The Wichita Eagle sports writer started the article about Wichita Collegiate’s league-title-clinching 35-13 football victory over Halstead on Friday this way: “In Collegiate’s final MCAA game, the Spartans wanted to show the rest of the league what it will miss.”
That’s one way to spin it. Another, equally truthful, take would be: “In Collegiate’s final MCAA game, the Spartans reminded the rest of the league of a key reason why it will be disbanding.”
The eight schools from the Mid-Central Activities Association that agreed several months ago to form the core of the new Central Kansas League would insist the primary reason was to reduce travel—a noble cause. But by adding Pratt and Kingman to the league—likely at the behest of the Kansas State High School Activities Association—the only substantive change in the end is the loss of Wichita Collegiate. In truth, Collegiate would have been a much more desirable travel option for almost every school.
Less talked about in public was the underlying frustration many schools felt about competing year after year against the Spartans, given the inherent enrollment advantage a private school in an urban setting has over public schools in small-population districts.
We don’t have a count of how many MCAA titles Collegiate has collected through the years, but consider the current reality this fall. Not only have the undefeated Spartans clinched the football title, but Collegiate again dominated girls’ tennis and has an undefeated volleyball team ranked No. 1 in Class 3A. Come basketball season, the boys will be out to capture a third straight state title and the girls were last season’s state runner-up.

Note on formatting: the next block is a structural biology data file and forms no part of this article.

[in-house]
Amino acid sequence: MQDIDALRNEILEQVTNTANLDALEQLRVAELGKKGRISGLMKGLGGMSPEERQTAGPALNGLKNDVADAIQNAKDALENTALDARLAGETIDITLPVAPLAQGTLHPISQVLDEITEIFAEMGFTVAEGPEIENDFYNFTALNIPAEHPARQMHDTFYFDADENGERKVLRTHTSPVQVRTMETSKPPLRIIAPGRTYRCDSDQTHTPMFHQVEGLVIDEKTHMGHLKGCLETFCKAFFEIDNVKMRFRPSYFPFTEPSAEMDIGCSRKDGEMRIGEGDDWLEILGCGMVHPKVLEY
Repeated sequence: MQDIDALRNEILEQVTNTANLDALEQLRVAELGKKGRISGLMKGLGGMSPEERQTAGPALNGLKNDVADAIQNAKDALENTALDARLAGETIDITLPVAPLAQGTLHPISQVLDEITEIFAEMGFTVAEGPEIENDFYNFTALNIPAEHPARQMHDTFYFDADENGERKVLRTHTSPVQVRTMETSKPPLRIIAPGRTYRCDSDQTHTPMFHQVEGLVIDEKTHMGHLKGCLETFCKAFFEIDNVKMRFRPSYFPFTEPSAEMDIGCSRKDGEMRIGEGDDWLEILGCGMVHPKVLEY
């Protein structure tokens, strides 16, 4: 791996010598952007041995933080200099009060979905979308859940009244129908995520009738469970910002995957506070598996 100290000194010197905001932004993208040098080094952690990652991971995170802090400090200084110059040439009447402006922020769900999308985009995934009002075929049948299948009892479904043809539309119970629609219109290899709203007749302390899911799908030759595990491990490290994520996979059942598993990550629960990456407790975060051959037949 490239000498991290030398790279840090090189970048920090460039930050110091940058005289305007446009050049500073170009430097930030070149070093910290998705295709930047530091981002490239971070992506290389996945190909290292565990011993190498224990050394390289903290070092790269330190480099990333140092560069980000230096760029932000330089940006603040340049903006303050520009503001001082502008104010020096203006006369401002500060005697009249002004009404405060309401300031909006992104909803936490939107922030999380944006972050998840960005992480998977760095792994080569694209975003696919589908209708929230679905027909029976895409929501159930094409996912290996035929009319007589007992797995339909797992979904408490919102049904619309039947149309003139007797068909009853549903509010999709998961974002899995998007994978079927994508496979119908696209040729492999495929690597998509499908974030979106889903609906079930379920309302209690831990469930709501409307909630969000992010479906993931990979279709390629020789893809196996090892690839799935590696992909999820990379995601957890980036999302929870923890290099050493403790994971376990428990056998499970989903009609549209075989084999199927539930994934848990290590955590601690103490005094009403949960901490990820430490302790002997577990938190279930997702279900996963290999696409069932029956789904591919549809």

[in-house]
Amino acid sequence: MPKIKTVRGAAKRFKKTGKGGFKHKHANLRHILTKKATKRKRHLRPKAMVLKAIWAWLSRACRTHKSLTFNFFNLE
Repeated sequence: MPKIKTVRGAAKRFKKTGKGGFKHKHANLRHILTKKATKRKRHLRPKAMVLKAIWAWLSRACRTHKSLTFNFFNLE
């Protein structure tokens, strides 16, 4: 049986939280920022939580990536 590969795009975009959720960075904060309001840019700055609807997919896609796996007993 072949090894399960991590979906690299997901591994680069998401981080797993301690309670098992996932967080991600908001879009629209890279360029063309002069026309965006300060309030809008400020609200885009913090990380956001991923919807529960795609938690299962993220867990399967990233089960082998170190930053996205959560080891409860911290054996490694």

Collegiate’s success has been its own worst enemy. Hillsboro, according to reports, has been one of the few schools in the new CKL that lobbied to keep Collegiate in the mix. Certainly, the Trojans have absorbed their share of defeats through the years, but also have relished significant victories against a quality rival. Beyond that, coaches will tell you their Spartan counterparts have been some of the classiest and most supportive colleagues around.
What’s done is done, but we are left with ambivalent feelings about Collegiate’s impending exit. We understand, and sometimes share, the frustration of the other schools. But we also regret the departure of a quality school and wonder if the new CKL has actually lost more than it has gained. —DR